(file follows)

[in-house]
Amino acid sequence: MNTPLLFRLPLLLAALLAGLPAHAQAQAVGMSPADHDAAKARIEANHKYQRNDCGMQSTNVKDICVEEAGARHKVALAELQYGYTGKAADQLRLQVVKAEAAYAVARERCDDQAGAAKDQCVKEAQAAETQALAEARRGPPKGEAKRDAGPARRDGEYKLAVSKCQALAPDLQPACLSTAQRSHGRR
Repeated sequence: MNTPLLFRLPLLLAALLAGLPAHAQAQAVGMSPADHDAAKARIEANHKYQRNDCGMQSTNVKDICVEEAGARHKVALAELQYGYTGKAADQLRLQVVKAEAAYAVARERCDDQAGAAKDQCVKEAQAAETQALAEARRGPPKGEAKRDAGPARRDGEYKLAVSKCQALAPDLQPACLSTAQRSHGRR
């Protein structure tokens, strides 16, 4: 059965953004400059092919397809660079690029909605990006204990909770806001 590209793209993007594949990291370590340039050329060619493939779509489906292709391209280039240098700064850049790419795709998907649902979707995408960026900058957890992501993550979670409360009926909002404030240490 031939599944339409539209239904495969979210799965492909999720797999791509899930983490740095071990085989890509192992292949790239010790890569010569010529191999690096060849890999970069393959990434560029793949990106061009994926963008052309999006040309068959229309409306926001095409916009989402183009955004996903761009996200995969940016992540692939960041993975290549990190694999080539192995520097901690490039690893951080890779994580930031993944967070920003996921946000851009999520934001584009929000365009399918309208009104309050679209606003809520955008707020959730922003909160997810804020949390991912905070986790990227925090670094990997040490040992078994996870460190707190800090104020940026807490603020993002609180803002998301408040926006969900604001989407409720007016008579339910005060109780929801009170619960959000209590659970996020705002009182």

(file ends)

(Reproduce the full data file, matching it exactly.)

[in-house]
Amino acid sequence: MNTPLLFRLPLLLAALLAGLPAHAQAQAVGMSPADHDAAKARIEANHKYQRNDCGMQSTNVKDICVEEAGARHKVALAELQYGYTGKAADQLRLQVVKAEAAYAVARERCDDQAGAAKDQCVKEAQAAETQALAEARRGPPKGEAKRDAGPARRDGEYKLAVSKCQALAPDLQPACLSTAQRSHGRR
Repeated sequence: MNTPLLFRLPLLLAALLAGLPAHAQAQAVGMSPADHDAAKARIEANHKYQRNDCGMQSTNVKDICVEEAGARHKVALAELQYGYTGKAADQLRLQVVKAEAAYAVARERCDDQAGAAKDQCVKEAQAAETQALAEARRGPPKGEAKRDAGPARRDGEYKLAVSKCQALAPDLQPACLSTAQRSHGRR
């Protein structure tokens, strides 16, 4: 059965953004400059092919397809660079690029909605990006204990909770806001 590209793209993007594949990291370590340039050329060619493939779509489906292709391209280039240098700064850049790419795709998907649902979707995408960026900058957890992501993550979670409360009926909002404030240490 031939599944339409539209239904495969979210799965492909999720797999791509899930983490740095071990085989890509192992292949790239010790890569010569010529191999690096060849890999970069393959990434560029793949990106061009994926963008052309999006040309068959229309409306926001095409916009989402183009955004996903761009996200995969940016992540692939960041993975290549990190694999080539192995520097901690490039690893951080890779994580930031993944967070920003996921946000851009999520934001584009929000365009399918309208009104309050679209606003809520955008707020959730922003909160997810804020949390991912905070986790990227925090670094990997040490040992078994996870460190707190800090104020940026807490603020993002609180803002998301408040926006969900604001989407409720007016008579339910005060109780929801009170619960959000209590659970996020705002009182």